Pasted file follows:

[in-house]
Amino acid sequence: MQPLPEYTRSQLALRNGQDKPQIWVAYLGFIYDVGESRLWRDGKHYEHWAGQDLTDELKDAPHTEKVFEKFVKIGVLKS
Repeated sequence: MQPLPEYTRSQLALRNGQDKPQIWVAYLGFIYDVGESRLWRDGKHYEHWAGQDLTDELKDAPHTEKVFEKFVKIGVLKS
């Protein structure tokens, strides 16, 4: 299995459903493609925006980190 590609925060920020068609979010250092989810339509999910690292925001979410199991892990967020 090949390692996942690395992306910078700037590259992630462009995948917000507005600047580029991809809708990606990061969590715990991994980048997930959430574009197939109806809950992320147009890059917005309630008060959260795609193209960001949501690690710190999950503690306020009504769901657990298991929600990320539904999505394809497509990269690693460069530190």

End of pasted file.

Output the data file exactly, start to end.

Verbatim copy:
[in-house]
Amino acid sequence: MQPLPEYTRSQLALRNGQDKPQIWVAYLGFIYDVGESRLWRDGKHYEHWAGQDLTDELKDAPHTEKVFEKFVKIGVLKS
Repeated sequence: MQPLPEYTRSQLALRNGQDKPQIWVAYLGFIYDVGESRLWRDGKHYEHWAGQDLTDELKDAPHTEKVFEKFVKIGVLKS
């Protein structure tokens, strides 16, 4: 299995459903493609925006980190 590609925060920020068609979010250092989810339509999910690292925001979410199991892990967020 090949390692996942690395992306910078700037590259992630462009995948917000507005600047580029991809809708990606990061969590715990991994980048997930959430574009197939109806809950992320147009890059917005309630008060959260795609193209960001949501690690710190999950503690306020009504769901657990298991929600990320539904999505394809497509990269690693460069530190």